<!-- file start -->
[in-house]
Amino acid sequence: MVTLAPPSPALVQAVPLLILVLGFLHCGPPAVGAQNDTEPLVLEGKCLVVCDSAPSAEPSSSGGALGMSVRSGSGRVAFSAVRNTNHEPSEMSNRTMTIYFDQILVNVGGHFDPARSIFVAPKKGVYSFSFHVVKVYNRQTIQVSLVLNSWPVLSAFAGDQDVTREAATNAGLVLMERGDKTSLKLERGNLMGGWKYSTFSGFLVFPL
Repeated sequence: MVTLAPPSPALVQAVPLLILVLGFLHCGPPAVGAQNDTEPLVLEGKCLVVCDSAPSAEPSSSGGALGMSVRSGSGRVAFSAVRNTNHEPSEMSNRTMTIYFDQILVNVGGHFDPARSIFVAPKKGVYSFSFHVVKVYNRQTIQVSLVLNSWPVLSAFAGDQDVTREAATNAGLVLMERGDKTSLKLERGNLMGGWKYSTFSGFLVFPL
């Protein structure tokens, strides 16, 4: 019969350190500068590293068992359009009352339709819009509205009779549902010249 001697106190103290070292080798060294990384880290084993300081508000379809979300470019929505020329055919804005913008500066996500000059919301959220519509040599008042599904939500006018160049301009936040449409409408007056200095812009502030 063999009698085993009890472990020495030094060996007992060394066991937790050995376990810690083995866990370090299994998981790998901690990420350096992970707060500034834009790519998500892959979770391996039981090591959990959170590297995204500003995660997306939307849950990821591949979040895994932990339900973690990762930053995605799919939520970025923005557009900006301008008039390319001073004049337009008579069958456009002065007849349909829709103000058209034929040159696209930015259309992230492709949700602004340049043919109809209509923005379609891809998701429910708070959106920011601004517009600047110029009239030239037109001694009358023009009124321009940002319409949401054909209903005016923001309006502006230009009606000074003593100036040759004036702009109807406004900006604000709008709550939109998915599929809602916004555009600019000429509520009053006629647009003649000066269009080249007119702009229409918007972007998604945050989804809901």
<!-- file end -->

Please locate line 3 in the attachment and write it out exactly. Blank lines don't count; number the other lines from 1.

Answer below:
Repeated sequence: MVTLAPPSPALVQAVPLLILVLGFLHCGPPAVGAQNDTEPLVLEGKCLVVCDSAPSAEPSSSGGALGMSVRSGSGRVAFSAVRNTNHEPSEMSNRTMTIYFDQILVNVGGHFDPARSIFVAPKKGVYSFSFHVVKVYNRQTIQVSLVLNSWPVLSAFAGDQDVTREAATNAGLVLMERGDKTSLKLERGNLMGGWKYSTFSGFLVFPL